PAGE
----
“They knew that the gods whom they served could not give them freedom from danger and calamity, and they did not demand that they should. There was no sense of bitterness at the harshness and unfairness of life, but rather a spirit of heroic resignation: humanity is born to trouble, but courage, adventure, and the wonders of life are matters for thankfulness, to be enjoyed while life is still granted to us.”
At the end of the announcement that Louis was gone Everett said, “Louis would want everyone to keep getting out there and living life to the fullest.” Not surprisingly, Everett wasn’t sure if he would ever venture back into a canyon, but Louis’ call to live life to the fullest would probably have started with his life partner and husband of 21 years and as such, Everett has now bravely proclaimed that he will continue to descend the ever alluring canyons in Zion.
Like all great legends, Louis’ glory will outlive his death. And to those who choose to live life in a similar vein, those living life at a dead run, as Louis said, “If it stops being fun, don’t do it,” but as Everett said, “Be safe, be safe, be safe.”
**End Note: While no one can be blamed for this tragic accident, and people are ultimately responsible for their own safety, people who remove anchors and/or gear in canyons, thereby changing the beta significantly, and do not make it known, are increasing the risk and danger for those who come after them. Especially when the beta change results in a significant change in rappel lengths.
Also, further data was added to clarify how far Louis fell after this was originally published. When he said he was only eight feet from the ground, he meant he was only eight feet from the closest ledge, not to the bottom.**
I’ve never wanted to climb Mt. Everest but I have always wanted to sip Tibetan tea in the shadow of the Himalayas just to see them. As I sat having dinner on the patio at the Cliffside Restaurant and watched this mountainous storm crest over St. George I thought, It might not be the Himalayas but it’s pretty damn majestic right here.
I heard the sound of a train blowing from not too far away. Except for the last month, it is a sound I have not heard for a long time; not since living in Provo anyway, nearly a lifetime ago. It is a lonely sound and matches my mood.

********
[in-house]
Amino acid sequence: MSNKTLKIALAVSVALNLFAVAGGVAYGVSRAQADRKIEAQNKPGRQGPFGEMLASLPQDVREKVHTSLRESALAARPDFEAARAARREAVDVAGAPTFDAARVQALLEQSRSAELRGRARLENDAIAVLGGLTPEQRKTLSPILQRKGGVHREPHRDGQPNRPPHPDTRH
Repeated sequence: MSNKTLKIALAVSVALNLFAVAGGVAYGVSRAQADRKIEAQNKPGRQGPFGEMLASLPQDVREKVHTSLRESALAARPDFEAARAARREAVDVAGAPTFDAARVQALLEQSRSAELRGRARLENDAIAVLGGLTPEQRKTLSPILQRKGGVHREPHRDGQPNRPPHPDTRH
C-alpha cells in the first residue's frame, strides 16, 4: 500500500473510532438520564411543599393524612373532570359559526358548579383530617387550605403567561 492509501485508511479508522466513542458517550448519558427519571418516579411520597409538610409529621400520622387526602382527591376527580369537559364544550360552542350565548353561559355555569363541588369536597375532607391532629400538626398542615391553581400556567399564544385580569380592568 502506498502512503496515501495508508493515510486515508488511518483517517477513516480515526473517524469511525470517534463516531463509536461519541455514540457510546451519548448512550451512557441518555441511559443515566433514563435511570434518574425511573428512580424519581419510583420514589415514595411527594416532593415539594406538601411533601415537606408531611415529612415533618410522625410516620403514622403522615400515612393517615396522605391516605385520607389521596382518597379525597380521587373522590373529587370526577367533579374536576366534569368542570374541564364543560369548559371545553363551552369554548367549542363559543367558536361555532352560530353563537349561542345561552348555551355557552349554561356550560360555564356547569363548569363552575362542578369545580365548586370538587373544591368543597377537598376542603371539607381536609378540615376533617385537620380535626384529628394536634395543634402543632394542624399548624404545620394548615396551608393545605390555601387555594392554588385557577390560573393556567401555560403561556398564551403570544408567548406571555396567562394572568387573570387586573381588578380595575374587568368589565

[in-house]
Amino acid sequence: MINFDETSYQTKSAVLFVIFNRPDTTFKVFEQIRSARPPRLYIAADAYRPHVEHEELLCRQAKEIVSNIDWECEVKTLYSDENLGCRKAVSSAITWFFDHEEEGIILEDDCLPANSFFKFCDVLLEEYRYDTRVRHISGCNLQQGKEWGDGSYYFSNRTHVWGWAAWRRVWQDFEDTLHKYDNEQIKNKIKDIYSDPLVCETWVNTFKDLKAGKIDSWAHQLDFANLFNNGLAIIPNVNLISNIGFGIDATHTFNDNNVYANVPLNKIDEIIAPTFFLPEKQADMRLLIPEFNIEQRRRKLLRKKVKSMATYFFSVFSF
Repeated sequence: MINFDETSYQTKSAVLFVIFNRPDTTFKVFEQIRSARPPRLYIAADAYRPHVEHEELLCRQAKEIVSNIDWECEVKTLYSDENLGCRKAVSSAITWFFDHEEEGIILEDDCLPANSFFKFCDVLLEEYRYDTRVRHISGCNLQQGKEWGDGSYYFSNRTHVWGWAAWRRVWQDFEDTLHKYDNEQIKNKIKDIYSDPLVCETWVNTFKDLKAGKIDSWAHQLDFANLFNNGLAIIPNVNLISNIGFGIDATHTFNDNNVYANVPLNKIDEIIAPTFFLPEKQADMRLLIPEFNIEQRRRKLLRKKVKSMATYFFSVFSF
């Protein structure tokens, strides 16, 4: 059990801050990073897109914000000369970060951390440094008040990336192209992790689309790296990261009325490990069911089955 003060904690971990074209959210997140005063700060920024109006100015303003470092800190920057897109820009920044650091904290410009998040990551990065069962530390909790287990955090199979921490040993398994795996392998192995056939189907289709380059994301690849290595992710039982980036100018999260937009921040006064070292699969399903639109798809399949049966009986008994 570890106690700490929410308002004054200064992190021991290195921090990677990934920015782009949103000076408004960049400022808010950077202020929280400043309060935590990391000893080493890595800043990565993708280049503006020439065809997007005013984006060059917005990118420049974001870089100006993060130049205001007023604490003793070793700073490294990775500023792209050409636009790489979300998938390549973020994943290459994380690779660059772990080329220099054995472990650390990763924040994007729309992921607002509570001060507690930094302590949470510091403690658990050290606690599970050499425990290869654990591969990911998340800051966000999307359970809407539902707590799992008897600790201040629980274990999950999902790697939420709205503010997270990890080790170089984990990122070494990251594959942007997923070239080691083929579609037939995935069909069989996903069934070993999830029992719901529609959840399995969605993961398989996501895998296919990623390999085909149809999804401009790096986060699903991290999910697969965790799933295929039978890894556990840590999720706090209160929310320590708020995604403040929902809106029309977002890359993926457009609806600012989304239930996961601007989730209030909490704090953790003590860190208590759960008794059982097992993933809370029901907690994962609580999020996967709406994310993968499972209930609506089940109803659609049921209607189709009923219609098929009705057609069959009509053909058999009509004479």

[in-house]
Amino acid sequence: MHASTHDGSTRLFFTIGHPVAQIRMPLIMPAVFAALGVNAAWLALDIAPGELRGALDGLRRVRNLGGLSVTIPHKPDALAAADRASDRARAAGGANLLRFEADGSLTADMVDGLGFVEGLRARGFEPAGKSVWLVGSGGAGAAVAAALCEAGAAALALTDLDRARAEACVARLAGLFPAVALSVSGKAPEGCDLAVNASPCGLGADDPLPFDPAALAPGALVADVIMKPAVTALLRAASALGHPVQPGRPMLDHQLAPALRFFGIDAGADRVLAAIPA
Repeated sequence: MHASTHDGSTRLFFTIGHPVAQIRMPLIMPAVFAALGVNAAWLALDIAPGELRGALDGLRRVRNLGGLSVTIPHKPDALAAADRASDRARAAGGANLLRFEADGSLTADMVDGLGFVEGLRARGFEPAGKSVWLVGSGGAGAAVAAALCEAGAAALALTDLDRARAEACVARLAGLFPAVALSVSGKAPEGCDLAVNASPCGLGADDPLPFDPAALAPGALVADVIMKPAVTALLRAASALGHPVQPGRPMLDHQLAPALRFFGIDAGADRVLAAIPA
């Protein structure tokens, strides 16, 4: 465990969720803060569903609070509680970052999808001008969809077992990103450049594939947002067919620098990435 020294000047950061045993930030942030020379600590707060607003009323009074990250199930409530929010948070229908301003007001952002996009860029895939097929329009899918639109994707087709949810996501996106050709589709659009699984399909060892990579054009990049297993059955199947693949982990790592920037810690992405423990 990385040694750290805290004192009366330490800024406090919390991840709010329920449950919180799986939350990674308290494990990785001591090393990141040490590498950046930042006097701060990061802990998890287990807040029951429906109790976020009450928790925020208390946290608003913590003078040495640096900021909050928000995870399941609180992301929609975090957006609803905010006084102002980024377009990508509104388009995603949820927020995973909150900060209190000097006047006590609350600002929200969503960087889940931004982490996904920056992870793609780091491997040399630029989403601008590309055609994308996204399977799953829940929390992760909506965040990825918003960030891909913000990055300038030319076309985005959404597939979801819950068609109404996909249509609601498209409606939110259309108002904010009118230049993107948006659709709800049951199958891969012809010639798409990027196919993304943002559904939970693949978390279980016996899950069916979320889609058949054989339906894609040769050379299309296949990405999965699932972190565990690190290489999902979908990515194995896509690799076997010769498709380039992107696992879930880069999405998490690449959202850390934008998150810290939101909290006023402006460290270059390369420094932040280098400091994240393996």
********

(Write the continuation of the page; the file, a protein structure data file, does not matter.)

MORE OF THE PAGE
Towns in the northwest feel old. They make me feel like I am stepping into a long past era held for posterity like a natural museum. Small northwest towns are not quite ghost towns, but they make you feel like you are walking among ghosts; places where both the living and the dead cohabitate. Strangely, they give me the comforting sense of being inconspicuous as if I am nothing more than a nameless face on a page of history. It provides a certain solace for a desert dweller because everything in the desert is conspicuous under the watchful eye of the sun: the sparse vegetation, the elusive wildlife, the embarrassed and evasive streams and water sources – everything is made clear and visible in the desert.
It is almost a cliche to say that the desert is a land of extremes, but it is: extreme heat, extreme thirst, and even when moisture comes, it comes in an extreme fashion. Perhaps that is why the desert never feels old. Nothing stays the same and nothing really lasts. It’s a transitory place. Even the towns seem temporary, as if they appeared out of nowhere and could disappear at any moment.
The nature of the desert, as still as it is, seems to be one of constant motion, everything struggling for space – one thing pushing against another in order to stretch, to anchor somewhere in its struggle to survive, to stay put. The very ground is restless and even the water clings hopelessly to it as it gets swept away.
The desert is a minimalist. It takes only what it needs, pushing all excess and extravagance along to some other destination. A destination a bit more welcoming; perhaps more porous. And that is the most extreme aspect of the desert: it needs so little. It certainly does not need us, and it will kill us given the chance. But desert dwellers accept the risks for the fleeting gifts the desert bestows and in our acceptance, we become like it. John Steinbeck described the relationship well when he said,